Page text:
- BOE has kept U.K. rate at record-low 0.5% since March 2009
- Sterling dropped to eight-month low versus dollar on Dec. 22
Investors in the pound have waited more than six years for the Bank of England to raise interest rates and bolster the U.K. currency. With money markets signaling no move next year, it looks like they may have longer to wait.
The central bank has held its key rate at a record-low 0.5 percent since March 2009 and forward contracts based on the sterling overnight index average, or Sonia, aren’t fully pricing in a quarter-point rate increase until January 2017, data compiled by Bloomberg show. Speculation that rates will remain low as policy makers attempt to boost inflation is being underpinned by oil prices that dropped to an 11-year low this week, helping to push the pound to its lowest level versus the dollar since April.
That policy outlook contrasts with the Federal Reserve, which earlier this month raised U.S. interest rates for the first time in almost a decade.
“The Bank of England has recently created more of a divergence in policy expectations between itself and the Fed and that’s weighing down more on cable,” said Lee Hardman, a London-based currency strategist at Bank of Tokyo-Mitsubishi UFJ Ltd., referring to the pound-dollar exchange rate. BOE officials “appear to be utilizing this drop in oil to buy them more time before raising rates. The fundamentals are quite similar to the U.S., but obviously a lot less decisive.”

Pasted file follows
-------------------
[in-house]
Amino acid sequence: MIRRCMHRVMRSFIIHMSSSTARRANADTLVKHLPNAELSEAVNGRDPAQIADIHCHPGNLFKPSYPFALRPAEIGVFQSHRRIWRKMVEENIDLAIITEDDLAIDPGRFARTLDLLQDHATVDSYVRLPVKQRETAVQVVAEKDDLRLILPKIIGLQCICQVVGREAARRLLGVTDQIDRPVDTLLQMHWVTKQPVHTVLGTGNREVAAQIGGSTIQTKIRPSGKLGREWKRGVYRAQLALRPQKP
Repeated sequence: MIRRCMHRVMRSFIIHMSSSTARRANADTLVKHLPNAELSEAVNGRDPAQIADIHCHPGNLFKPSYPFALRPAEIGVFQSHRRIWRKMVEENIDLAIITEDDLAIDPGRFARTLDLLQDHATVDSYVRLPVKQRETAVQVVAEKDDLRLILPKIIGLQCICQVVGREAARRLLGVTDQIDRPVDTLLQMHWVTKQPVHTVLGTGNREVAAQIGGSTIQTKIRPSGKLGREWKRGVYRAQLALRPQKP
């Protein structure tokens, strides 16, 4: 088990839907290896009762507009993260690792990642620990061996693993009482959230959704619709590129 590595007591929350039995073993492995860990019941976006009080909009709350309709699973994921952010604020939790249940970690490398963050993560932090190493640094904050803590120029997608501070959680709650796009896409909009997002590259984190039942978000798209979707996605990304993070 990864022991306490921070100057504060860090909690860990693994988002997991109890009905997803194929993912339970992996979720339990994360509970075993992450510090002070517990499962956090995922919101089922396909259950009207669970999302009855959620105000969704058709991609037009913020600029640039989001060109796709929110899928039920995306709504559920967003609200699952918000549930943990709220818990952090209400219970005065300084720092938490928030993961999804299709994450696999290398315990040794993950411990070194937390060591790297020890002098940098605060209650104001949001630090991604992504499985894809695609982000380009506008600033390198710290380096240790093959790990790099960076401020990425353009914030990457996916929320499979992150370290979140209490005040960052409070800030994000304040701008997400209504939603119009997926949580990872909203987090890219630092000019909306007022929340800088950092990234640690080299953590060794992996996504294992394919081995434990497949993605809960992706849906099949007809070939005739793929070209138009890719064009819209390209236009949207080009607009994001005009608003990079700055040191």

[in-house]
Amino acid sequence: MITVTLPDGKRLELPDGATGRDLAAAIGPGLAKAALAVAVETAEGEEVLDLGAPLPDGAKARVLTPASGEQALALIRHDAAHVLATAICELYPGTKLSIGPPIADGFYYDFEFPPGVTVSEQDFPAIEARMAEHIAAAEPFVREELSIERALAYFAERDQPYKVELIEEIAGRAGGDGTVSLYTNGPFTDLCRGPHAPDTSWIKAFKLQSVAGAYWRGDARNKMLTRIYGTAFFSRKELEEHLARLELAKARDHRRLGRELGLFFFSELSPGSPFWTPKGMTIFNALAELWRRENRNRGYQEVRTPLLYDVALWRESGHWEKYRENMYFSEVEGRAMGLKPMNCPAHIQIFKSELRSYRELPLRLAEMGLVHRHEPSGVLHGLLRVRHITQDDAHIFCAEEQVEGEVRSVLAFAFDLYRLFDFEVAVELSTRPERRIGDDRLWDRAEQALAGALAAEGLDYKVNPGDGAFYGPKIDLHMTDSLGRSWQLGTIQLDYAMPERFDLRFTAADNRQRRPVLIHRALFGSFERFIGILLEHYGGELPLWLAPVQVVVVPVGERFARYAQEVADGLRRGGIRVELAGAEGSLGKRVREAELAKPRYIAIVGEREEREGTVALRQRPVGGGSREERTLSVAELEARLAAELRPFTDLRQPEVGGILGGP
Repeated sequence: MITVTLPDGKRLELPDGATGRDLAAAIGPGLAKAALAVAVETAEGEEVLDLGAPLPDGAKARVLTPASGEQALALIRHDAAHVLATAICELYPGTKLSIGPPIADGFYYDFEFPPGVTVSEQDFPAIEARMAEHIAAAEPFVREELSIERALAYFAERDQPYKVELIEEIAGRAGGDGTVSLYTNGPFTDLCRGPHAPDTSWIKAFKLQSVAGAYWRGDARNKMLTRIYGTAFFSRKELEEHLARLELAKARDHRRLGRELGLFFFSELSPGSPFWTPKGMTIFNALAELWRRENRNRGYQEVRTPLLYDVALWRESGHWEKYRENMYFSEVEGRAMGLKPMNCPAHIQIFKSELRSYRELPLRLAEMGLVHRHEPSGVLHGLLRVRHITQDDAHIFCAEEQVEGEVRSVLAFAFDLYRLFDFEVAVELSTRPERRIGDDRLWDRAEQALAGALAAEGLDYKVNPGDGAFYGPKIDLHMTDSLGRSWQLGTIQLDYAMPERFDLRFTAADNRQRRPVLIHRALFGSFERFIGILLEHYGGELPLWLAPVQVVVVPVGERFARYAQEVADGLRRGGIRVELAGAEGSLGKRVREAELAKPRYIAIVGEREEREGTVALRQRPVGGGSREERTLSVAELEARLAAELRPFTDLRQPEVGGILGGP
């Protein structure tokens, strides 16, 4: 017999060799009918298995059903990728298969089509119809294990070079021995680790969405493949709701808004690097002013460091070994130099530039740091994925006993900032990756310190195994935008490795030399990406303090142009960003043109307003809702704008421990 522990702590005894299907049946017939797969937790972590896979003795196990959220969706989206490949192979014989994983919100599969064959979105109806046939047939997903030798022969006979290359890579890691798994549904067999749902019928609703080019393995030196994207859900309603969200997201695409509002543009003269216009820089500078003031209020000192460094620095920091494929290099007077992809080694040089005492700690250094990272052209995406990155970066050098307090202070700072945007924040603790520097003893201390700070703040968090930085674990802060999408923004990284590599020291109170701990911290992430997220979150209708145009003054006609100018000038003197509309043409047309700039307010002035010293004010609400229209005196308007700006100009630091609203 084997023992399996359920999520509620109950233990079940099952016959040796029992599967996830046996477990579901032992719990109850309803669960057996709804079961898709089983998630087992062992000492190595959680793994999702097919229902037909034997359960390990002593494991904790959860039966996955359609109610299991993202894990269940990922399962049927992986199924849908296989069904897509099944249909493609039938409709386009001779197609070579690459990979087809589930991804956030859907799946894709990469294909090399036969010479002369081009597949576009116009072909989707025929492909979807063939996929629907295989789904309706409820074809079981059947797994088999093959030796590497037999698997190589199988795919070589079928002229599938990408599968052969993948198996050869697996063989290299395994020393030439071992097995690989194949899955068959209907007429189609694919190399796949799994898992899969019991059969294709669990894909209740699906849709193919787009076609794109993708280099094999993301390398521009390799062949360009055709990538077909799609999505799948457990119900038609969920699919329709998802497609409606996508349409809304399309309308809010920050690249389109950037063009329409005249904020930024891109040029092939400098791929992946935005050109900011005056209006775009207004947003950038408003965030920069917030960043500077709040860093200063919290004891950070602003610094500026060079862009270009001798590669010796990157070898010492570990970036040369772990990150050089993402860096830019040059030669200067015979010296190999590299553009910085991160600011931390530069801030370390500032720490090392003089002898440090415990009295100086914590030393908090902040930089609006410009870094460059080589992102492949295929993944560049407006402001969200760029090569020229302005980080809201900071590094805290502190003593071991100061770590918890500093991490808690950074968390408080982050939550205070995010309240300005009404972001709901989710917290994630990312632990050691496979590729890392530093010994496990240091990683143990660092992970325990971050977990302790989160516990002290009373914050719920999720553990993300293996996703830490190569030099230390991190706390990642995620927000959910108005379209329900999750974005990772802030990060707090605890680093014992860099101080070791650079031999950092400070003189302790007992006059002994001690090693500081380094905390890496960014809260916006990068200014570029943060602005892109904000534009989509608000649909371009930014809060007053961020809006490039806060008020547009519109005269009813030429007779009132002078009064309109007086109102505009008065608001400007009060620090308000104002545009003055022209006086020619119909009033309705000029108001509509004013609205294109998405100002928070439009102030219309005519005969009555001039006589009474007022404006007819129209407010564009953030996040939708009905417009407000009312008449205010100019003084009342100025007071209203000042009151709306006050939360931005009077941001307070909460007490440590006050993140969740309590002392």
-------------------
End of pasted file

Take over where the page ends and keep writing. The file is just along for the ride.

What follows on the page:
The pound rose 0.1 percent this week to $1.4908 as of 1:02 p.m. in London on Dec. 24. It dropped as low as $1.4806 on Dec. 22, the lowest since April 15. Sterling depreciated 0.7 percent to 73.44 pence per euro, having touched 74.16 pence on Dec. 22, the weakest level since Oct. 15.
U.K. government bonds fell this week, sending the 10-year yield up nine basis points, or 0.09 percentage point, to 1.92 percent. The 2 percent gilt due in September 2025 dropped 0.8, or 8 pounds per 1,000-pound face amount, to 100.70.
Still, gilts this year have outperformed German securities, the euro-area’s benchmark sovereign debt, returning 0.6 percent through Wednesday, according to Bloomberg World Bond Indexes. Germany’s bonds earned 0.4 percent, while U.S. Treasuries gained 0.9 percent.